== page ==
Sunday, November 17, 2013

Flipping Out! Techniques and Strategies for Effectively Flipping Your Classroom


Hey there, GTC!
Now that we're past the halfway point of the quarter, our GTC discussion series is definitely in full swing! This time the topic focused on a new and exciting trend among educators: flipping the classroom. Sarah Longo, this week's discussion facilitator, had this to say:
The aim of flipping the classroom is to reverse the traditional teaching paradigm. Instead of a teacher giving lectures in class and assigning homework, basic introduction to knowledge and concepts is done at home by students through readings—or increasingly through online prerecorded lectures in the form of videos, podcasts, or screencasts. This allows classroom time to be for more "homework-esque" exercises such as group projects and problems sets, except that now students have aid and immediate feedback from their peers and teachers. For those of you familiar with Bloom’s taxonomy, the flipped classroom essentially inverts the normal pyramid scheme of teaching; students do the foundational but lower-level learning tasks at home (knowledge, comprehension), then they come to class where exercises and discussion guide them to achieve higher-level learning goals (application, analysis, synthesis, evaluation).
The benefits of being flipped: There are some impressive statistics out there showing that the flipped classroom can have a big positive impact on student grades, as well as overall retention and graduation rates. The key to the success of the flipped style is the encouragement of active-learning in the classroom. Teachers usually spend all their class time lecturing, covering basic concepts, then send students home to apply this information through homework assignments. Most teachers would agree that students only really learn the material once they review it and apply it in these homework activities. However, students have many activities and distractions vying for their attention outside of the classroom. In addition, it is very easy for group-work to turn into copying without teacher supervision, and confusion about material may take a while to correct if the student encounters the problem outside of the classroom.  Instead, when students are doing problem sets and working in groups in the classroom, the teacher can manage the time and attention spent on each exercise, provide immediate feedback, and make sure that all students are progressing in their individual understanding.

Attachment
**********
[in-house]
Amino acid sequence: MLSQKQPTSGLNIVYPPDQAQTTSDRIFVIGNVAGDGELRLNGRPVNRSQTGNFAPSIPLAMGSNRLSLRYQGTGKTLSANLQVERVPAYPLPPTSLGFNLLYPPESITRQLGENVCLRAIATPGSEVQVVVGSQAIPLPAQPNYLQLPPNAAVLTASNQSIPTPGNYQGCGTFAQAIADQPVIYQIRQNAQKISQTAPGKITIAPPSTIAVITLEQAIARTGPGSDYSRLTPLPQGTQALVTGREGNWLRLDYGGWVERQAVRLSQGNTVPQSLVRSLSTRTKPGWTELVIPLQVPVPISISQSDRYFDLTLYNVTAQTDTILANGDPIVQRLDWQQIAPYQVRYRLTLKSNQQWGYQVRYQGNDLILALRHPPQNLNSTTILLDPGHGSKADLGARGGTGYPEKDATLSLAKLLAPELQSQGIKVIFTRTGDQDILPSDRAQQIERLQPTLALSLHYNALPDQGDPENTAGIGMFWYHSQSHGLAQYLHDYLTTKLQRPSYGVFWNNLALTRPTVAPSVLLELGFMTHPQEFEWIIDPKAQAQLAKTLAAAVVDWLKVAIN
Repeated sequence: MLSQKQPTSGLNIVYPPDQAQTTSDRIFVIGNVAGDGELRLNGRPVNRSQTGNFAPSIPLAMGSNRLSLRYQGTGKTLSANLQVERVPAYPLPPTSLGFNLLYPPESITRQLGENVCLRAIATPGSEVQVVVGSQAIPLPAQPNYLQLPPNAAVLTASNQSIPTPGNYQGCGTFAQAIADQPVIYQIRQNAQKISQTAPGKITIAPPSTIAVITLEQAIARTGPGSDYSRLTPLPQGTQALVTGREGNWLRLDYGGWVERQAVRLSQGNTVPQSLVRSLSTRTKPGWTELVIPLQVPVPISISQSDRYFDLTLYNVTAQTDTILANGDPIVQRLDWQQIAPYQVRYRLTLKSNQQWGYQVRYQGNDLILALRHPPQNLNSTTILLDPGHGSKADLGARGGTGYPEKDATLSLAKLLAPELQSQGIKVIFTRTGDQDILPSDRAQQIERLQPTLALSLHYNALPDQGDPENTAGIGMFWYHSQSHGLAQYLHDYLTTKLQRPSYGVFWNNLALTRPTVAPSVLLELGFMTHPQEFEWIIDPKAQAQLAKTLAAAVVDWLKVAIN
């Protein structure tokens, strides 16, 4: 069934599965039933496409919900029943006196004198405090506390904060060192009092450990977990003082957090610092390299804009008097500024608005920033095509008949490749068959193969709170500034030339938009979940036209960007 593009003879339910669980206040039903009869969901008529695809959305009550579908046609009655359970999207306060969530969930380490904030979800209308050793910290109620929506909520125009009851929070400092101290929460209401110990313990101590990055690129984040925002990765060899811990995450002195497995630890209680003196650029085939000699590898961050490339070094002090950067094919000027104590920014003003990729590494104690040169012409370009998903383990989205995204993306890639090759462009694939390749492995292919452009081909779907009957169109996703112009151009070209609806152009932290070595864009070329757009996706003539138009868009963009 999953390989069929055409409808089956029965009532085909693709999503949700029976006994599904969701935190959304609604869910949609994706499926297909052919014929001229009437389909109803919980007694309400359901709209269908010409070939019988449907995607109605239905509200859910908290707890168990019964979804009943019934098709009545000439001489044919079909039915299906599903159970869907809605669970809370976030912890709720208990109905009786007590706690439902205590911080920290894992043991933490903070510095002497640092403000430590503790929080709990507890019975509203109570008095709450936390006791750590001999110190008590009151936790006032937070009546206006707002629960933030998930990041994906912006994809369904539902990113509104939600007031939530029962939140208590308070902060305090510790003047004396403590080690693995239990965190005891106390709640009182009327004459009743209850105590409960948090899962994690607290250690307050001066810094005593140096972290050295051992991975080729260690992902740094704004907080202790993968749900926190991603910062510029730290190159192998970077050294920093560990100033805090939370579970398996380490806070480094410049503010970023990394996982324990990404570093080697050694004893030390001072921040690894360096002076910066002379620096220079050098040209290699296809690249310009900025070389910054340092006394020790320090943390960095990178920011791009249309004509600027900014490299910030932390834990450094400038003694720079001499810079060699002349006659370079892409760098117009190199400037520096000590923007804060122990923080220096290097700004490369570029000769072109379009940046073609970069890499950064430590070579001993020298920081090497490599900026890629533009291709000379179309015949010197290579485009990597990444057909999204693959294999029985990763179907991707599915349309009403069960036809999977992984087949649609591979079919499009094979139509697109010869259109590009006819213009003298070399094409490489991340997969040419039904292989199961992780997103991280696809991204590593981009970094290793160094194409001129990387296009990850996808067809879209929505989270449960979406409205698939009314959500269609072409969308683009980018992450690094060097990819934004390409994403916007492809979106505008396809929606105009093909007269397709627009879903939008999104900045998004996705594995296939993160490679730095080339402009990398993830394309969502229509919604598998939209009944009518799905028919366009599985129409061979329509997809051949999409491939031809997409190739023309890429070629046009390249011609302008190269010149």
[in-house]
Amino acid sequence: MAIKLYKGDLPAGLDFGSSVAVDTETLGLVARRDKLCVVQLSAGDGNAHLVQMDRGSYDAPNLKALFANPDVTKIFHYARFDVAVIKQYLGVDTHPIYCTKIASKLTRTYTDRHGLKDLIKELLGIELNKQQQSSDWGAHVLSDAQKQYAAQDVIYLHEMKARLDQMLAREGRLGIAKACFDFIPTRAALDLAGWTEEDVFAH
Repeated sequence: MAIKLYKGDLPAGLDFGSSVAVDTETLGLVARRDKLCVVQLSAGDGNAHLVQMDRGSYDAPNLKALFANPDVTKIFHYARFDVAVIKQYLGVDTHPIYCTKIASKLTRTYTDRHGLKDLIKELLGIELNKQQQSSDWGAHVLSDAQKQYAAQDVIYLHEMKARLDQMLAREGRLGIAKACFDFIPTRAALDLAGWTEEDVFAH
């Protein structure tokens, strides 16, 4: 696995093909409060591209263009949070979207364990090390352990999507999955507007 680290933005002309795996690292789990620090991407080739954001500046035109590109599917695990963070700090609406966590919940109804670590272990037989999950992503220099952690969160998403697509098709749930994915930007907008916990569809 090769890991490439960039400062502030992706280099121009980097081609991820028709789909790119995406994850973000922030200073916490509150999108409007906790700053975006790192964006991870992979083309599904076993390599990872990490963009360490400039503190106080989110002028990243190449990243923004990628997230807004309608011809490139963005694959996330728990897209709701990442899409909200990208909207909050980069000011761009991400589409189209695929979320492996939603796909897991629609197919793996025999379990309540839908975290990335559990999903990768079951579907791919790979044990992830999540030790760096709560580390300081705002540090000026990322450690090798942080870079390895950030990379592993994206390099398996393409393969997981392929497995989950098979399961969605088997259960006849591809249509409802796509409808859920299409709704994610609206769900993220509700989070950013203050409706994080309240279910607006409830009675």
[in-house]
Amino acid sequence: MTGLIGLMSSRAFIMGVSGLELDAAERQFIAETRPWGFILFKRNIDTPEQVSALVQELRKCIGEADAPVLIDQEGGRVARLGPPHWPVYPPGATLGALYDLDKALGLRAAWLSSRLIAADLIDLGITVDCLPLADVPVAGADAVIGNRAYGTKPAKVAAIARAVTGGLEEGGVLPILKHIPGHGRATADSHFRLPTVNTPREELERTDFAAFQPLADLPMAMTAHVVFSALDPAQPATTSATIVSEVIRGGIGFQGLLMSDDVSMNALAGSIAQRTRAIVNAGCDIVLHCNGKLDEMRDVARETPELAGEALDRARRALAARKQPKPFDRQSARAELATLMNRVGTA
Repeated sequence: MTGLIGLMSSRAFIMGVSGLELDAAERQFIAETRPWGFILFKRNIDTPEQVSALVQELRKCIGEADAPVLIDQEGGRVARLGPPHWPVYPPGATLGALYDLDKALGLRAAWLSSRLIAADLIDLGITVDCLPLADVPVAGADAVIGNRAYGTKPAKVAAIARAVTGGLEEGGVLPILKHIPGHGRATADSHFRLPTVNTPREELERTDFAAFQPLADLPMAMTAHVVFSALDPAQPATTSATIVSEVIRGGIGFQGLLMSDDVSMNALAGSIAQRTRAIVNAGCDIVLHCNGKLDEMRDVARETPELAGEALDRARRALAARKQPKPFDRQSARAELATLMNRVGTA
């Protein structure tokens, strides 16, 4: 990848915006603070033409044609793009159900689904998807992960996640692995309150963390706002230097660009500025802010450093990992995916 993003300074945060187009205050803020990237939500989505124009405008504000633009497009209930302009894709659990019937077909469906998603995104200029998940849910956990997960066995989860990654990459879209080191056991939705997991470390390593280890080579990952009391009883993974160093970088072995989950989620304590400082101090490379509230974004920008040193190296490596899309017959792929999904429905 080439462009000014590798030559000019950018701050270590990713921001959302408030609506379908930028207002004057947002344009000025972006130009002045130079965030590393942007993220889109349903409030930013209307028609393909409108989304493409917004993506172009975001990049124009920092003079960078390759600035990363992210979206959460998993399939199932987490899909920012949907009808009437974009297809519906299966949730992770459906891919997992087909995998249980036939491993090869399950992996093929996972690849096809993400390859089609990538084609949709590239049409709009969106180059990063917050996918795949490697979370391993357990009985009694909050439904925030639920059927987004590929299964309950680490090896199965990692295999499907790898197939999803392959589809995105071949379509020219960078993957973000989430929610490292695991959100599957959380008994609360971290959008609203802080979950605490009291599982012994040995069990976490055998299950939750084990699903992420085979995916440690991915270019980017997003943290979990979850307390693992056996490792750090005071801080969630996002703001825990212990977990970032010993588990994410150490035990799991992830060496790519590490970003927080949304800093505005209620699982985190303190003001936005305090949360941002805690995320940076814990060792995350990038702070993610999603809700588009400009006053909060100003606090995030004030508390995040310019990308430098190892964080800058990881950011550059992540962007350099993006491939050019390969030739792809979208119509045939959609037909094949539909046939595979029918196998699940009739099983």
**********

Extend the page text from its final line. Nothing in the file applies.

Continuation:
Integrating technology: One of the major reasons that the flipped classroom style is taking off is due to the increasing wealth of resources available for educators and students to make and access learning materials online. In many cases, flipping the classroom has become synonymized with the integration of online and electronic resources. Certain programs also allow for “mastery learning” in combination with the flipped classroom. For instance, educators can make is so new material is not available before the student has passed an online quiz from the previous material, therefore proving that they have mastered the content.
The importance of partnership: On one hand, flipping the classroom requires students to take a more active and equal share in their own learning by doing the required readings and viewings before class. Students that do not come prepared to a flipped classroom will not be successful. They will not be able to ask questions about concepts they didn't understand, apply information, or achieve the more advanced level of understanding teachers are aiming for because they are missing the basic foundation. In a normal classroom, students usually do fine in the classroom whether or not they have done their homework, since the homework doesn't affect their ability to sit and listen to the next lecture (although their chances of understanding the new material and getting a passing homework grade are still in danger). 
Secondly, since educators aren't spending all of the class time lecturing, the flipped classroom gives teachers more opportunities to involve students in the classroom learning process. Depending on the type of course, grade level of students, and creativity of the instructor, this partnership could take a variety of forms. Perhaps each student is required to present a 5-minute summary of the homework readings and watchings to the class during the course of the semester. Or maybe students are broken up into groups to discuss questions expanding upon the concepts in the podcasts, while the teacher moves between groups to facilitate discourse and challenge ideas where necessary. In-class debates, experiments, skits, reenactments, and demonstrations with students as the primary participants and the teacher as motivator and facilitator become possible.



For more information on this subject, feel free to contact Sarah (sjlongo@ucdavis.edu). 

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